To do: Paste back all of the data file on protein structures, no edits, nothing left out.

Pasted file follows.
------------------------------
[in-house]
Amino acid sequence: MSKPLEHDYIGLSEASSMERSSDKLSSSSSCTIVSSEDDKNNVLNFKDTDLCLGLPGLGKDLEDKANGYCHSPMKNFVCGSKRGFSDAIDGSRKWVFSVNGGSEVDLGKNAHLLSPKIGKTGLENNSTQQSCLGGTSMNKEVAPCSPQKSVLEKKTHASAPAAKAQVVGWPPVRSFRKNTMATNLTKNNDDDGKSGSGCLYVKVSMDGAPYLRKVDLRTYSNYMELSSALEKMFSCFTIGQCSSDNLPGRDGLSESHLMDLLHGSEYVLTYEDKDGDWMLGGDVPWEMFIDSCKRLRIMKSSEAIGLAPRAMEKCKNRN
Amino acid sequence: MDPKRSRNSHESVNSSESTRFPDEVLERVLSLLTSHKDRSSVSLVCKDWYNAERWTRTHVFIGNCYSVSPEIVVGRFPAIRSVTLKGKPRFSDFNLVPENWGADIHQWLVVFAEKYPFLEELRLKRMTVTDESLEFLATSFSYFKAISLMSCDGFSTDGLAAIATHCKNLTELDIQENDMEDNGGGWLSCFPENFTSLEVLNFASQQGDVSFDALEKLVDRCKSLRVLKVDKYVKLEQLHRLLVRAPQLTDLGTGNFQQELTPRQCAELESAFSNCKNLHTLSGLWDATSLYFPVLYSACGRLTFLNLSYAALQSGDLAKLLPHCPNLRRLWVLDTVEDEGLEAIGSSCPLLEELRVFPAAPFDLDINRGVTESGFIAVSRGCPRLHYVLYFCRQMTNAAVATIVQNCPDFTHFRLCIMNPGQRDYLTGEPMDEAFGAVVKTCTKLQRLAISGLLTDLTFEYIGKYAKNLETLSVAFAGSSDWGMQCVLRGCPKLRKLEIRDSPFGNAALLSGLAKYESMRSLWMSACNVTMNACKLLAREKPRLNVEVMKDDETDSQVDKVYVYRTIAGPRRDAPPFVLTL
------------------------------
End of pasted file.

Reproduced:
[in-house]
Amino acid sequence: MSKPLEHDYIGLSEASSMERSSDKLSSSSSCTIVSSEDDKNNVLNFKDTDLCLGLPGLGKDLEDKANGYCHSPMKNFVCGSKRGFSDAIDGSRKWVFSVNGGSEVDLGKNAHLLSPKIGKTGLENNSTQQSCLGGTSMNKEVAPCSPQKSVLEKKTHASAPAAKAQVVGWPPVRSFRKNTMATNLTKNNDDDGKSGSGCLYVKVSMDGAPYLRKVDLRTYSNYMELSSALEKMFSCFTIGQCSSDNLPGRDGLSESHLMDLLHGSEYVLTYEDKDGDWMLGGDVPWEMFIDSCKRLRIMKSSEAIGLAPRAMEKCKNRN
Amino acid sequence: MDPKRSRNSHESVNSSESTRFPDEVLERVLSLLTSHKDRSSVSLVCKDWYNAERWTRTHVFIGNCYSVSPEIVVGRFPAIRSVTLKGKPRFSDFNLVPENWGADIHQWLVVFAEKYPFLEELRLKRMTVTDESLEFLATSFSYFKAISLMSCDGFSTDGLAAIATHCKNLTELDIQENDMEDNGGGWLSCFPENFTSLEVLNFASQQGDVSFDALEKLVDRCKSLRVLKVDKYVKLEQLHRLLVRAPQLTDLGTGNFQQELTPRQCAELESAFSNCKNLHTLSGLWDATSLYFPVLYSACGRLTFLNLSYAALQSGDLAKLLPHCPNLRRLWVLDTVEDEGLEAIGSSCPLLEELRVFPAAPFDLDINRGVTESGFIAVSRGCPRLHYVLYFCRQMTNAAVATIVQNCPDFTHFRLCIMNPGQRDYLTGEPMDEAFGAVVKTCTKLQRLAISGLLTDLTFEYIGKYAKNLETLSVAFAGSSDWGMQCVLRGCPKLRKLEIRDSPFGNAALLSGLAKYESMRSLWMSACNVTMNACKLLAREKPRLNVEVMKDDETDSQVDKVYVYRTIAGPRRDAPPFVLTL